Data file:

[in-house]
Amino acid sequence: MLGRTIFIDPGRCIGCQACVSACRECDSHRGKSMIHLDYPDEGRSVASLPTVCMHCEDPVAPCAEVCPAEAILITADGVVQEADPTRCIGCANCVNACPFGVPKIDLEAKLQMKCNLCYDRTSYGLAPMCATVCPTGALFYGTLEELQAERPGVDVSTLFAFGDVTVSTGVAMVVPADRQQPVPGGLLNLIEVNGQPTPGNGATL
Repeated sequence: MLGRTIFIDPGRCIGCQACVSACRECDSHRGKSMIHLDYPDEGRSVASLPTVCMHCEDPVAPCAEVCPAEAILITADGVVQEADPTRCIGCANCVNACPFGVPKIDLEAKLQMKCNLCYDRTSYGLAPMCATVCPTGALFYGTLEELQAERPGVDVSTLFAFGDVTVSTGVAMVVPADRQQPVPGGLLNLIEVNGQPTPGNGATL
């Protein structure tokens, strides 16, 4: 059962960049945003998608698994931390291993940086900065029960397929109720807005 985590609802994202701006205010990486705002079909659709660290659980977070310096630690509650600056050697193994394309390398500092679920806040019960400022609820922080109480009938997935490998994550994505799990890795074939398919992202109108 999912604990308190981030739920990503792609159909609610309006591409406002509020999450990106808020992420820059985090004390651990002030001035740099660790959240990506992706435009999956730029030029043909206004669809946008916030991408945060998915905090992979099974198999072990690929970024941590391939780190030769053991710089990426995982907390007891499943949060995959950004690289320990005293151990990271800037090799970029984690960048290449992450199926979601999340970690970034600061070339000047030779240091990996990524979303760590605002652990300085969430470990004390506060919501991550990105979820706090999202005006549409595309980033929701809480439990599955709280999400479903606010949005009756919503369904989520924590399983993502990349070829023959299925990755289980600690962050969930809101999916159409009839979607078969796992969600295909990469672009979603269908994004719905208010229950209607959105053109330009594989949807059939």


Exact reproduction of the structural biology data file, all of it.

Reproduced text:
[in-house]
Amino acid sequence: MLGRTIFIDPGRCIGCQACVSACRECDSHRGKSMIHLDYPDEGRSVASLPTVCMHCEDPVAPCAEVCPAEAILITADGVVQEADPTRCIGCANCVNACPFGVPKIDLEAKLQMKCNLCYDRTSYGLAPMCATVCPTGALFYGTLEELQAERPGVDVSTLFAFGDVTVSTGVAMVVPADRQQPVPGGLLNLIEVNGQPTPGNGATL
Repeated sequence: MLGRTIFIDPGRCIGCQACVSACRECDSHRGKSMIHLDYPDEGRSVASLPTVCMHCEDPVAPCAEVCPAEAILITADGVVQEADPTRCIGCANCVNACPFGVPKIDLEAKLQMKCNLCYDRTSYGLAPMCATVCPTGALFYGTLEELQAERPGVDVSTLFAFGDVTVSTGVAMVVPADRQQPVPGGLLNLIEVNGQPTPGNGATL
């Protein structure tokens, strides 16, 4: 059962960049945003998608698994931390291993940086900065029960397929109720807005 985590609802994202701006205010990486705002079909659709660290659980977070310096630690509650600056050697193994394309390398500092679920806040019960400022609820922080109480009938997935490998994550994505799990890795074939398919992202109108 999912604990308190981030739920990503792609159909609610309006591409406002509020999450990106808020992420820059985090004390651990002030001035740099660790959240990506992706435009999956730029030029043909206004669809946008916030991408945060998915905090992979099974198999072990690929970024941590391939780190030769053991710089990426995982907390007891499943949060995959950004690289320990005293151990990271800037090799970029984690960048290449992450199926979601999340970690970034600061070339000047030779240091990996990524979303760590605002652990300085969430470990004390506060919501991550990105979820706090999202005006549409595309980033929701809480439990599955709280999400479903606010949005009756919503369904989520924590399983993502990349070829023959299925990755289980600690962050969930809101999916159409009839979607078969796992969600295909990469672009979603269908994004719905208010229950209607959105053109330009594989949807059939």